But regulators allege that the startups offerings did not match its advertising and that the firm failed to properly provide information to credit reporting companies, which denied consumers the opportunity to enhance their credit.

The federal agency has ordered LendUp to pay a $1.8m penalty and provide more than 50,000 consumers with roughly $1.8m in refunds.

The California department of business oversight also investigated the firm and announced a settlement this week requiring LendUp to pay $2.7m to resolve allegations it charged illegal fees and committed other widespread violations of payday and installment lending laws.

The state agency said the startup had paid $1m in refunds but still owes $537,000 to borrowers.

Experts say the case is significant for firms in the emerging online fintech sector that have claimed to offer better services than traditional payday loan industry businesses, known for trapping low-income Americans in cycles of debt.

Companies like LendUp have attracted positive press from the tech media in recent years.

TechCrunch said the startup would make the loan experience for the millions of unbanked Americans more fair and transparent. Time Magazine said it offered an innovative new payday loan banking model thats more Silicon Valley than Wall Street.

The violations raise questions about that kind of praise and suggest that regulators must do a better job scrutinizing online startups, said Liana Molina, director of community engagement for the California Reinvestment Coalition, a group that advocates for fair banking access for low-income communities.

The main takeaway here is that online payday loans … are just as dangerous if not more so than those products available in the storefronts, she said, adding that restrictions across the board need to be strengthened to better shield vulnerable people from harmful loans.

Theres a lot more work to be done [but] it sends a strong message to quote-unquote innovators in this space that they need to adhere to existing protections.

In June, the CFPB pushed forward new rules aimed at regulating the $38.5bn payday loan industry, requiring lenders to verify the income of borrowers to ensure they can afford to repay the loans.

As a result, digital lending services are rapidly expanding, said Paige Marta Skiba, Vanderbilt University economist and law professor. Were about to see the kind of wild wild west of online lending.

This weeks enforcement actions could impede funding efforts for LendUp and its competitors, which could have hurt companies trying to offer fairer alternatives, Skiba added.

People willing to invest in this kind of startup are going to be all the more scared Its going to be difficult, if not impossible.

LendUp downplayed the penalties in a statement, saying the penalties address legacy issues that mostly date back to our early days as a company, when we were a seed-stage startup with limited resources and as few as five employees.

The firm now has dedicated compliance and legal teams and has fully addressed the issues cited by our regulators, including discontinuing some services, the statement said.

The LendUp penalties are also noteworthy given that Google, a key funder, announced this year that it would no longer sell ads for payday loan companies, saying they were dangerous products classified in the same category as guns and tobacco.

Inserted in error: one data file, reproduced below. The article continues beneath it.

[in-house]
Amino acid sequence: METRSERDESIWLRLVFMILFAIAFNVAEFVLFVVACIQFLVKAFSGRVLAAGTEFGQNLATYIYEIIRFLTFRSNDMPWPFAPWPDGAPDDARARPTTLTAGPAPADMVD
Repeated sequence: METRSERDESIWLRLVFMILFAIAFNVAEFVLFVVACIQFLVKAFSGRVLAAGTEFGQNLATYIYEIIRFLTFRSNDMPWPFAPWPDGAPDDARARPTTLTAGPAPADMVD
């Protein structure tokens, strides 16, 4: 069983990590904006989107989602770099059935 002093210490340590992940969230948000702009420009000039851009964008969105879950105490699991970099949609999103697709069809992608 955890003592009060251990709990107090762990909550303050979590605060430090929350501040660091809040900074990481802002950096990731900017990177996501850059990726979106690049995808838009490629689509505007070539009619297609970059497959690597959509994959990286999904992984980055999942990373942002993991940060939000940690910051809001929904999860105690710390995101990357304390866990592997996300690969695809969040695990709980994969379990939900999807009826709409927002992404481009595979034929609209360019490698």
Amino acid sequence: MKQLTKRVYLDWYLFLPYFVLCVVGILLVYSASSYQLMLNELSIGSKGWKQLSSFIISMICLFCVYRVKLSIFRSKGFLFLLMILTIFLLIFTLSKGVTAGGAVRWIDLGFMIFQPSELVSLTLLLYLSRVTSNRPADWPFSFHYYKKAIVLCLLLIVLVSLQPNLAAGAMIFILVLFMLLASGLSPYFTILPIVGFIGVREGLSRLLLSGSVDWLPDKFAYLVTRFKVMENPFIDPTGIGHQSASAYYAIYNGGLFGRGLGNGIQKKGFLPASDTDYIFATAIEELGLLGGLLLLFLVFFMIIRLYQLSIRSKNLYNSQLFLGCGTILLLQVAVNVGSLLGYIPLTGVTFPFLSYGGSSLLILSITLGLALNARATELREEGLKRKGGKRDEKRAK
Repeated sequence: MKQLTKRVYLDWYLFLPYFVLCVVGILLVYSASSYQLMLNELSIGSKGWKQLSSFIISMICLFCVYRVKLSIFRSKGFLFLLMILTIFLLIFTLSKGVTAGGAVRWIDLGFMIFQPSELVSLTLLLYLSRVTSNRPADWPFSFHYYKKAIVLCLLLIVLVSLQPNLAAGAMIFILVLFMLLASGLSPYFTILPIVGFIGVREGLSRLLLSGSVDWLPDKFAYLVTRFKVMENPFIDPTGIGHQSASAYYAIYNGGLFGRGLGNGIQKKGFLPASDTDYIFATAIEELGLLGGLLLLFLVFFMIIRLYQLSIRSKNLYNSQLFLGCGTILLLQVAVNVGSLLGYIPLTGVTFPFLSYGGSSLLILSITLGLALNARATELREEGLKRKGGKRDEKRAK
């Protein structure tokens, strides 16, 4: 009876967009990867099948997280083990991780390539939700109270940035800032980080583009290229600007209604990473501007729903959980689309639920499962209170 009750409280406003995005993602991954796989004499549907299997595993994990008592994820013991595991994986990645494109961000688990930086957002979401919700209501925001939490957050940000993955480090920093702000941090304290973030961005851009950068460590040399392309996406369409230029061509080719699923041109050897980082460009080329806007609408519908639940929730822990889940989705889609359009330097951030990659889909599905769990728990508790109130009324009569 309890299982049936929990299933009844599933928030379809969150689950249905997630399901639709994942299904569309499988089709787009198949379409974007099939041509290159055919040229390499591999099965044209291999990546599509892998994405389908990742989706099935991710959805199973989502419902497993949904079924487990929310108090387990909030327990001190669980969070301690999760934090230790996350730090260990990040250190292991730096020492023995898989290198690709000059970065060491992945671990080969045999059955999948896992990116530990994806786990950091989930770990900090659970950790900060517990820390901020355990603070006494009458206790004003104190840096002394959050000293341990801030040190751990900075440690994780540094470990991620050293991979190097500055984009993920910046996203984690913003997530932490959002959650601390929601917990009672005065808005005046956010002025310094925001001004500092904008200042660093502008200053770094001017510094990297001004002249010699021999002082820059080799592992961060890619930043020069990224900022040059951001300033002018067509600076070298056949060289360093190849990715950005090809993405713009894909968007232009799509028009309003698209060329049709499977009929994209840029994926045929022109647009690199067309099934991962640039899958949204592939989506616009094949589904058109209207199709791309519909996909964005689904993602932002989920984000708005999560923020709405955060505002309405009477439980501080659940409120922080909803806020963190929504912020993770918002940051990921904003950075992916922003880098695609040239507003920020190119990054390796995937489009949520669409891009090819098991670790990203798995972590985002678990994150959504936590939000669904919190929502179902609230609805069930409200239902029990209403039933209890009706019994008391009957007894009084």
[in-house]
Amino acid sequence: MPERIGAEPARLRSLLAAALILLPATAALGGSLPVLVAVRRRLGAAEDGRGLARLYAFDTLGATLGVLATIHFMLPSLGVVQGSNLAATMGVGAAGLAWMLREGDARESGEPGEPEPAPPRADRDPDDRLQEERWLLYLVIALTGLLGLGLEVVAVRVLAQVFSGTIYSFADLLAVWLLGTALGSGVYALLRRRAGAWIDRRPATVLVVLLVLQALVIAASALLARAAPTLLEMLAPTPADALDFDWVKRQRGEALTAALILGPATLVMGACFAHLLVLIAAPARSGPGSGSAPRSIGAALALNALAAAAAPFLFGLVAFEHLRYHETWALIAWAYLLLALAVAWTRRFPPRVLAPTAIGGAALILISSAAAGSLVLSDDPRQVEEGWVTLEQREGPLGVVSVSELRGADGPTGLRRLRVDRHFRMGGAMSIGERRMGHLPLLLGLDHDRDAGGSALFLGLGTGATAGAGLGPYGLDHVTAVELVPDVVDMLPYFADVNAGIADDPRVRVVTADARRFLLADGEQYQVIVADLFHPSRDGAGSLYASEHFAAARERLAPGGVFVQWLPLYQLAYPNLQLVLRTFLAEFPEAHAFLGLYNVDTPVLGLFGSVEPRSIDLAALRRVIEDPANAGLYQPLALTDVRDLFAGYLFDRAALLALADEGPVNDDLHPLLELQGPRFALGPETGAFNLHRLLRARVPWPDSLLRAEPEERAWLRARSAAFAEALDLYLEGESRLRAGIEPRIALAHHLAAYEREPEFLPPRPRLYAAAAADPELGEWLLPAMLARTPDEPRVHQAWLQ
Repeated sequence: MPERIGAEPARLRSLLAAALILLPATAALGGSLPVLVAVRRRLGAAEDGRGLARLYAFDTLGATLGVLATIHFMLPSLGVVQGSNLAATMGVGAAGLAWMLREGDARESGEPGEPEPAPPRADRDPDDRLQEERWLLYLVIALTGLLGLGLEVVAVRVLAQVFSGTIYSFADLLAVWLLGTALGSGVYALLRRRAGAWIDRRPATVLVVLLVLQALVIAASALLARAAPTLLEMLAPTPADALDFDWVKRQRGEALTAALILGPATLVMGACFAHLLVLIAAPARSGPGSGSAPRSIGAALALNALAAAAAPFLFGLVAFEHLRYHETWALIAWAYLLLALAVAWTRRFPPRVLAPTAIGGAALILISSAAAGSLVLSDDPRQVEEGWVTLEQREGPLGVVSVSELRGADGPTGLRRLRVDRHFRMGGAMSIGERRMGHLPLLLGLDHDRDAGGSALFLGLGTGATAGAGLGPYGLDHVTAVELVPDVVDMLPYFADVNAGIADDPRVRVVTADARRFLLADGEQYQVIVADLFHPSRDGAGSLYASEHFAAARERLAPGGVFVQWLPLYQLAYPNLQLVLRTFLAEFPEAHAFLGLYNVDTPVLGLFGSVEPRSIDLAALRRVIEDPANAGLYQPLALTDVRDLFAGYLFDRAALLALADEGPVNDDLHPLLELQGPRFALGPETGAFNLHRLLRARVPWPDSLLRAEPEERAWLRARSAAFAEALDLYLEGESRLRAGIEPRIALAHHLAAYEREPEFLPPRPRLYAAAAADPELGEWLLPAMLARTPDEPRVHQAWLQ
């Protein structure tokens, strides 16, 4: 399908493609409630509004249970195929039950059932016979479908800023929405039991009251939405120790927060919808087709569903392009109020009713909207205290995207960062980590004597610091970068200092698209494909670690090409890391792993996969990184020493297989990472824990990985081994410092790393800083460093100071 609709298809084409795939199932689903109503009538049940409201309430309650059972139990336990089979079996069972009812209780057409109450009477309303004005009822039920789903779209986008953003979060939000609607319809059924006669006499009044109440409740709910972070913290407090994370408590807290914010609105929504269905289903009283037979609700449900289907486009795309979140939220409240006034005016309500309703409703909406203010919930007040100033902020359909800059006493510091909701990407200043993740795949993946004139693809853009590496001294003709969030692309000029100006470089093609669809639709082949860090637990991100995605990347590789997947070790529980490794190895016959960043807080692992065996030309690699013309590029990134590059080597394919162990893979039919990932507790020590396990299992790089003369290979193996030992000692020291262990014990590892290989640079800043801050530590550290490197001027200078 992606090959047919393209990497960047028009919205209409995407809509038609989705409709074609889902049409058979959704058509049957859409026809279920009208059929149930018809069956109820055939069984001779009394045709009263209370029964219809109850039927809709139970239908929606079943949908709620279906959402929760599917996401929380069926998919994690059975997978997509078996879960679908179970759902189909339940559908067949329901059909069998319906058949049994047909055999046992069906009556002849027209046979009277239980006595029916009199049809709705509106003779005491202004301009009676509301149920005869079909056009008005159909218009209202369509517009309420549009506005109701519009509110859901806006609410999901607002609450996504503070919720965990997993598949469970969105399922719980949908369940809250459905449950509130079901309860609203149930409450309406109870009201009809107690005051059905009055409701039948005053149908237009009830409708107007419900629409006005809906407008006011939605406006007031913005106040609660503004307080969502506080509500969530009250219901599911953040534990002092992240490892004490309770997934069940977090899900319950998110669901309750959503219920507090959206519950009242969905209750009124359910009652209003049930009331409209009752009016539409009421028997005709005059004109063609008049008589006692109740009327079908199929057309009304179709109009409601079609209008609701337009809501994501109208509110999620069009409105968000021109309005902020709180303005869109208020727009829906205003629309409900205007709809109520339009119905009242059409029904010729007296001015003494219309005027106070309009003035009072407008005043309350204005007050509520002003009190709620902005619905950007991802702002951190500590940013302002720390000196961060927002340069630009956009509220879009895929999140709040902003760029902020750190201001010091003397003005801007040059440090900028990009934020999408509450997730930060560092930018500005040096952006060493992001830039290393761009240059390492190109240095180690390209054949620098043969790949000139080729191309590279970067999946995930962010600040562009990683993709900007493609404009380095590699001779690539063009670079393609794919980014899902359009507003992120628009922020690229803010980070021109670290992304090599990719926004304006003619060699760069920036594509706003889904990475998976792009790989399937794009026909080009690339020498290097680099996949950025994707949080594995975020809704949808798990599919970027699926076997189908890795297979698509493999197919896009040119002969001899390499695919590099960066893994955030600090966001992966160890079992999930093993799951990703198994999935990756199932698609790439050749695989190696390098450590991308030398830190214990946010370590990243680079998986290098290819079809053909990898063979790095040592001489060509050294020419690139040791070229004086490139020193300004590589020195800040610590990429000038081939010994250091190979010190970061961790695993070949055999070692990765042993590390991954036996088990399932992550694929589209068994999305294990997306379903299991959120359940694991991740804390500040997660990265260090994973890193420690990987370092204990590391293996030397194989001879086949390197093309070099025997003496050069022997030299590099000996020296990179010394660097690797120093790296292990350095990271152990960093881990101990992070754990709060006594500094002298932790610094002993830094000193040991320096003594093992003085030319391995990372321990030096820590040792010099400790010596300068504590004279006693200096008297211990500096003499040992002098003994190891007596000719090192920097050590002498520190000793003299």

At the time, LendUp criticized the ban, saying it was too broad and would negatively affect them.

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What if Lost Was Hilarious? Inside the Making of Wrecked

The cast and crew of TBSs dark new Lost satire, Wrecked, explain how they made the gruesome reality of a plane crash so morbidly funny. (No polar bears in sight.)


In the opening scene of Wreckeda sequence, perhaps pointedly, not too unlike the beginning moments of the 2004 pilot for Losta plane crashes on a deserted island in the tropics. 

Passengers are on fire. One mans legs are crushed. Blood, bodies, and debris are everywhere. Survivors are wheezing, dazed, and crying in pain.

Three men stumble from the crash to the beach and take in the wreckage when they notice a dashing hero running towards them, knocking people out of harms way, ripping off his shirt to use as a tourniquet (revealing his washboard abs, to boot), and saving about a dozen lives in a matter of seconds.

The men stare blankly until one finally breaks the silence: Holy shit that guy is handsome.

I dont know why, but I was like, Yep, thats awesome, says Zach Cregger, who plays flight attendant Owen, the only surviving member of the planes crew, in the new TBS series, which premieres Tuesday night. I just love the idea that among all the carnage and mayhem three straight guys are fixated on how hot this guy is.

Its the morbid-meets-absurd sense of humor that permeates the ghoulish dark comedygrotesque bloated carcasses of crash victims and passengers on fire fuel other big comedy bitsand also sets into motion the series sly take on its initial branding as a straight-on Lost spoof.

Without a doubt, that distractingly handsome guy represents the planes Matthew Fox Jack character, the fearless leader with all the answers and, most importantly, the survival instinct. But two-thirds of the way through Wreckeds pilotand this is a light SPOILERa piece of the planes cockpit falls on distractingly handsome guys head, crushing him. Matthew Fox is dead.

To me that ends the Lost comparisons, producer Jesse Hara says, sitting across from series creators and writers Jordan and Justin Shipley. They always talk in a funny way about how they are huge Lost fans, he continues, looking at the Shipley brothers. They were like, All those people in the background who are just waiting for things to happen? Who are they?